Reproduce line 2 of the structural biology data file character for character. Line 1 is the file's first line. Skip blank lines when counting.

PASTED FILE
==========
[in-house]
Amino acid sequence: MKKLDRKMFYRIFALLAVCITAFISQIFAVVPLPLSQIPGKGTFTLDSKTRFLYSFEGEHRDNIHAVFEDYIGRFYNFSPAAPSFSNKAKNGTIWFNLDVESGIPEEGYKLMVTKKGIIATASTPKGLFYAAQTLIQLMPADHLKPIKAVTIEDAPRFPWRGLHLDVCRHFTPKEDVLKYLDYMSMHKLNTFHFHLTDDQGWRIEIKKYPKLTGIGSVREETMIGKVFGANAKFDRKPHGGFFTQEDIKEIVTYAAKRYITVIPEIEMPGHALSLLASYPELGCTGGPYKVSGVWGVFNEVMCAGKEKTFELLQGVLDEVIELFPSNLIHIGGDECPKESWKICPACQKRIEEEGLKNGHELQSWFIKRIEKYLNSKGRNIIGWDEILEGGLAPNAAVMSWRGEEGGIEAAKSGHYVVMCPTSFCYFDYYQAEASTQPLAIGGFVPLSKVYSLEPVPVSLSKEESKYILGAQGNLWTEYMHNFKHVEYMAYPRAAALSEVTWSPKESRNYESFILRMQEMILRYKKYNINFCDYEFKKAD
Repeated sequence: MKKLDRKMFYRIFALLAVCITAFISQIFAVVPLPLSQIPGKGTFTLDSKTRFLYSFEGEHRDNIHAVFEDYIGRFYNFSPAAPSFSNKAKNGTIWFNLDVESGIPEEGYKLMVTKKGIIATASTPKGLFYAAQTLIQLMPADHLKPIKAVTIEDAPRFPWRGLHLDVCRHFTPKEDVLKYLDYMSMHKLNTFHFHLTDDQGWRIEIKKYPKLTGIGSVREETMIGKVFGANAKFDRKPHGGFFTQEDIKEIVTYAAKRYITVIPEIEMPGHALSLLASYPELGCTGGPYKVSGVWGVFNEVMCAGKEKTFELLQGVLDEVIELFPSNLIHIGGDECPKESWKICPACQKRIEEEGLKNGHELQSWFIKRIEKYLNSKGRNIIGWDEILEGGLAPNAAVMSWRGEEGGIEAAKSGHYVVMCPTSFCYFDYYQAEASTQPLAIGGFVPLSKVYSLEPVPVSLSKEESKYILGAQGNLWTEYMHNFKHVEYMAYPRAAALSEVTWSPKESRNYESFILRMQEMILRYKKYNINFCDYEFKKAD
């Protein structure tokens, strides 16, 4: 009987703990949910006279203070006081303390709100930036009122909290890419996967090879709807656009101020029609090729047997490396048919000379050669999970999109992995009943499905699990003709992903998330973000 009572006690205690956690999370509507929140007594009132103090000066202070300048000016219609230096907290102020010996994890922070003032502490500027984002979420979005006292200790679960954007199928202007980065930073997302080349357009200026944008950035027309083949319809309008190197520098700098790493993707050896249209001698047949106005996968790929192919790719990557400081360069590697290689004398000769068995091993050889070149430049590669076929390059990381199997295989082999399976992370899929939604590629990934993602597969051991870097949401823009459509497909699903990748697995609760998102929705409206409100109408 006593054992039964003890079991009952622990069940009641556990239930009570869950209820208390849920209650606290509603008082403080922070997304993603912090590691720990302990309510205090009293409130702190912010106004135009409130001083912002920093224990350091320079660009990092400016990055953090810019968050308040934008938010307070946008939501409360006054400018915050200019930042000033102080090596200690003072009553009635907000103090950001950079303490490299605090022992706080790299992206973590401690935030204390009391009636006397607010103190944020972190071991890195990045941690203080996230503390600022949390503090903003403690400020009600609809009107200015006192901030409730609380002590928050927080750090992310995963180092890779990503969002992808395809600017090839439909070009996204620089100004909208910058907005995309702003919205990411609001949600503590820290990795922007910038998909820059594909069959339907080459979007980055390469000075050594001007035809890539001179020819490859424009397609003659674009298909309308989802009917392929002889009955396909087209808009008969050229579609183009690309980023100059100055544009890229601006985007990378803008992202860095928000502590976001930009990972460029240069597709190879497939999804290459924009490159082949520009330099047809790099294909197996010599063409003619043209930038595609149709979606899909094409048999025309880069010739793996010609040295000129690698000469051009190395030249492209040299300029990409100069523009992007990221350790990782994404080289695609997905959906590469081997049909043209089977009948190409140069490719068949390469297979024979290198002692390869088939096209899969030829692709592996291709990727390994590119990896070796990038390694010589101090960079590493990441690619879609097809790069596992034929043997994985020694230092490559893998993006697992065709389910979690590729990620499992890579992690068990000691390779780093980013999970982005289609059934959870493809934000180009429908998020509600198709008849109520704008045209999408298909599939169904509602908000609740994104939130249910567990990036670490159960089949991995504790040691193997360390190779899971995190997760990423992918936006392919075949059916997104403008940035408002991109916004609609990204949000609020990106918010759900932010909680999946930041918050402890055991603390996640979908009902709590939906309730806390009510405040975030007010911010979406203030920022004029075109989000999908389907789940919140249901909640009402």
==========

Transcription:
Amino acid sequence: MKKLDRKMFYRIFALLAVCITAFISQIFAVVPLPLSQIPGKGTFTLDSKTRFLYSFEGEHRDNIHAVFEDYIGRFYNFSPAAPSFSNKAKNGTIWFNLDVESGIPEEGYKLMVTKKGIIATASTPKGLFYAAQTLIQLMPADHLKPIKAVTIEDAPRFPWRGLHLDVCRHFTPKEDVLKYLDYMSMHKLNTFHFHLTDDQGWRIEIKKYPKLTGIGSVREETMIGKVFGANAKFDRKPHGGFFTQEDIKEIVTYAAKRYITVIPEIEMPGHALSLLASYPELGCTGGPYKVSGVWGVFNEVMCAGKEKTFELLQGVLDEVIELFPSNLIHIGGDECPKESWKICPACQKRIEEEGLKNGHELQSWFIKRIEKYLNSKGRNIIGWDEILEGGLAPNAAVMSWRGEEGGIEAAKSGHYVVMCPTSFCYFDYYQAEASTQPLAIGGFVPLSKVYSLEPVPVSLSKEESKYILGAQGNLWTEYMHNFKHVEYMAYPRAAALSEVTWSPKESRNYESFILRMQEMILRYKKYNINFCDYEFKKAD